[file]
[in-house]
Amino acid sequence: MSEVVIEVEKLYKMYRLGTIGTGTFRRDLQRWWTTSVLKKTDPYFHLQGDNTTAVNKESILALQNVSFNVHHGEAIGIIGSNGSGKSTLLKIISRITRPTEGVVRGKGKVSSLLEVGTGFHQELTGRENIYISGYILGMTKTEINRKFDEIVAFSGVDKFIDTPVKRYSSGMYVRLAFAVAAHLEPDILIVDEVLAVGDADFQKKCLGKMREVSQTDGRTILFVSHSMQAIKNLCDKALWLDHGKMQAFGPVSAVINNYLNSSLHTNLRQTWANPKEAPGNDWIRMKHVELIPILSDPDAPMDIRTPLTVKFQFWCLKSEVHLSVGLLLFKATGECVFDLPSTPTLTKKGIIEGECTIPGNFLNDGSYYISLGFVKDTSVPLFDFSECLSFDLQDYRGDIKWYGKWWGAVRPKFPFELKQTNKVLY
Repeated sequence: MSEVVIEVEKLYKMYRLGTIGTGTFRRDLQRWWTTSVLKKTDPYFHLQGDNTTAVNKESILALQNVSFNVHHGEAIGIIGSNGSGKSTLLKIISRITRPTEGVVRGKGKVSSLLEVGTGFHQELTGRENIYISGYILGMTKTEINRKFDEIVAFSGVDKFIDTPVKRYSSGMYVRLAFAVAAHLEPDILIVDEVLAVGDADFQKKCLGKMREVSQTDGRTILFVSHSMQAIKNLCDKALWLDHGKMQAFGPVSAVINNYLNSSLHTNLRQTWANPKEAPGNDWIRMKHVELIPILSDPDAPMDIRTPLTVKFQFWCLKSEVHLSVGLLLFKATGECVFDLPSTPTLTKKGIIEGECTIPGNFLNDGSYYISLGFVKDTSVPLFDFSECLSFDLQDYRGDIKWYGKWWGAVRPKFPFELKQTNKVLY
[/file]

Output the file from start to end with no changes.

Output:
[in-house]
Amino acid sequence: MSEVVIEVEKLYKMYRLGTIGTGTFRRDLQRWWTTSVLKKTDPYFHLQGDNTTAVNKESILALQNVSFNVHHGEAIGIIGSNGSGKSTLLKIISRITRPTEGVVRGKGKVSSLLEVGTGFHQELTGRENIYISGYILGMTKTEINRKFDEIVAFSGVDKFIDTPVKRYSSGMYVRLAFAVAAHLEPDILIVDEVLAVGDADFQKKCLGKMREVSQTDGRTILFVSHSMQAIKNLCDKALWLDHGKMQAFGPVSAVINNYLNSSLHTNLRQTWANPKEAPGNDWIRMKHVELIPILSDPDAPMDIRTPLTVKFQFWCLKSEVHLSVGLLLFKATGECVFDLPSTPTLTKKGIIEGECTIPGNFLNDGSYYISLGFVKDTSVPLFDFSECLSFDLQDYRGDIKWYGKWWGAVRPKFPFELKQTNKVLY
Repeated sequence: MSEVVIEVEKLYKMYRLGTIGTGTFRRDLQRWWTTSVLKKTDPYFHLQGDNTTAVNKESILALQNVSFNVHHGEAIGIIGSNGSGKSTLLKIISRITRPTEGVVRGKGKVSSLLEVGTGFHQELTGRENIYISGYILGMTKTEINRKFDEIVAFSGVDKFIDTPVKRYSSGMYVRLAFAVAAHLEPDILIVDEVLAVGDADFQKKCLGKMREVSQTDGRTILFVSHSMQAIKNLCDKALWLDHGKMQAFGPVSAVINNYLNSSLHTNLRQTWANPKEAPGNDWIRMKHVELIPILSDPDAPMDIRTPLTVKFQFWCLKSEVHLSVGLLLFKATGECVFDLPSTPTLTKKGIIEGECTIPGNFLNDGSYYISLGFVKDTSVPLFDFSECLSFDLQDYRGDIKWYGKWWGAVRPKFPFELKQTNKVLY